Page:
Page last updated at 18:32 GMT, Monday, 12 April 2010 19:32 UK

Real IRA admits Northern Ireland MI5 base car bomb

Burning car following explosion (picture sent in by Pauline Ahern)
The bomb was placed in a taxi which was hijacked in north Belfast

The Real IRA has admitted it was behind a car bomb which exploded outside the army base which houses MI5's Northern Ireland headquarters.

The blast came on the day that David Ford was elected as NI's Justice Minister, the first local politician to hold the job in 38 years.

It happened at about 0020 BST outside Palace Barracks, in Holywood, County Down. Police said no warning was given.

The bomb went off as the surrounding area was being evacuated.

An elderly man walking near the barracks at the time was treated for minor injuries.

The bomb was placed in a taxi, which had been hijacked in the Ligoniel area of north Belfast, about seven miles from Holywood, at about 2150 BST.

Map showing bomb location

The driver was held hostage by three men for about two hours before being told to drive his taxi to the barracks.

The vehicle was abandoned at the base just before midnight prompting police and security staff to evacuate the area. The bomb exploded about 20 minutes later as the evacuation was still taking place.

There were two explosions - first the bomb and then the petrol tank, destroying the car and damaging other property.

Norman Fairleigh, who was treated for minor injuries, explains what happened

Mr Ford, the new justice minister, said the bombing was a cynical attempt to intimidate politicians ahead of Monday's vote.

"Those who carried out last night's attack will not be allowed to succeed in sowing dissension, distrust and disharmony," he said.

Chief Constable Matt Baggott said the people responsible for such attacks would have to be locked up and put through the criminal justice system.

"My hope is that many people will be persuaded by their families and their communities that this is no longer the time for this, it's gone, the war is over," he said.

'Significant explosion'

Chief Superintendent Nigel Grimshaw said the police had not received a telephoned warning about the attack.

He said the taxi used was destroyed in the "significant explosion".

The senior officer visited the scene on Sunday night.

"I saw young children in the arms of mothers and fathers, where we had moved people into a local community centre - that's the type of people who were affected by this totally callous act.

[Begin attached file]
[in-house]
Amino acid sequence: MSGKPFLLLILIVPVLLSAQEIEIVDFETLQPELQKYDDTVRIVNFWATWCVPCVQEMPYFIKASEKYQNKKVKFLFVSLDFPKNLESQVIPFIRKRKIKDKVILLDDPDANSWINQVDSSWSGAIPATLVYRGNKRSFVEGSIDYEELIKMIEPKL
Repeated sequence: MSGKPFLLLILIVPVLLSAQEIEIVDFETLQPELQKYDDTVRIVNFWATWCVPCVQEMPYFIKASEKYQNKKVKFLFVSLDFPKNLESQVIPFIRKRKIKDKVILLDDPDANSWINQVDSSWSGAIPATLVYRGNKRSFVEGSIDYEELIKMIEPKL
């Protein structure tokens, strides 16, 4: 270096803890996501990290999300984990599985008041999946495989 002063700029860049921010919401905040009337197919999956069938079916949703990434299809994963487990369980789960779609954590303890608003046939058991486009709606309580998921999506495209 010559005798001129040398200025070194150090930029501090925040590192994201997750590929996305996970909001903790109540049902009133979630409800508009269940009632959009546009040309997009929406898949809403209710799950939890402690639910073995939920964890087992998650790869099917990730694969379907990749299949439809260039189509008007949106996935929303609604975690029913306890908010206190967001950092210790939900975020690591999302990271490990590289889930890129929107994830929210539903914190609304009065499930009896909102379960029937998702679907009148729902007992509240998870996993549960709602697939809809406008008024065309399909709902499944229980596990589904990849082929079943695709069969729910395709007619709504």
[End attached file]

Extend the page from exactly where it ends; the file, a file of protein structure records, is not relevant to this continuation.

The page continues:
"There is no question in my mind that it was designed to kill or seriously injure and that's exactly what would have happened, were it not for the actions of my officers, military colleagues and indeed the community themselves who co-operated fully with us."

Up to 60 people were moved from their homes and spent the night in a community centre. All have now been allowed to return.

The attack appears to have been timed to coincide with the transfer of policing and justice powers from London to Belfast.

Northern Ireland Secretary Shaun Woodward said this "democratic transition stands in stark contrast to the activity of a criminal few who will not accept the will of the majority of people of Northern Ireland".

"They have no support anywhere," he added.

ANALYSIS
Mark Simpson
Mark Simpson, BBC News Ireland Correspondent, Holywood
The timing and location of the bombing were designed to try to create the biggest possible international headlines and the deepest political impact.

Planting the bomb three miles from Stormont, and outside the army base which houses the headquarters of MI5 in Northern Ireland, was deliberate.

And making it explode shortly after midnight, less than an hour after policing and justice powers were transferred from London to Belfast, was a key part of the potentially lethal plan.

On a day when a new political era is starting at Stormont, dissident republicans wanted to highlight one of the weaknesses of the peace process - the threat of further violence.

The truth is the police suspected something might happen this week.

The reality is that they were not able to stop it.

That will be food for thought for Stormont's new justice minister.

In March, Northern Ireland Assembly members voted in favour of the transfer of policing and justice powers.

Out of the 105 votes cast in the Assembly, a total of 88 supported the move, with 17 Ulster Unionists voting against.

Disagreement on the timing of the devolution of the justice powers had threatened to collapse Northern Ireland's power-sharing administration.

On Monday, Stormont assembly members voted to make David Ford, the leader of the cross-community Alliance Party the justice minister.

His department has taken over responsibility for many functions and agencies previously controlled by the London-based Northern Ireland Office.

As well as taking over responsibility for the police, the new ministry will oversee bodies like the Northern Ireland Prison Service, the prosecution service, the Probation Board and the forensic science service.


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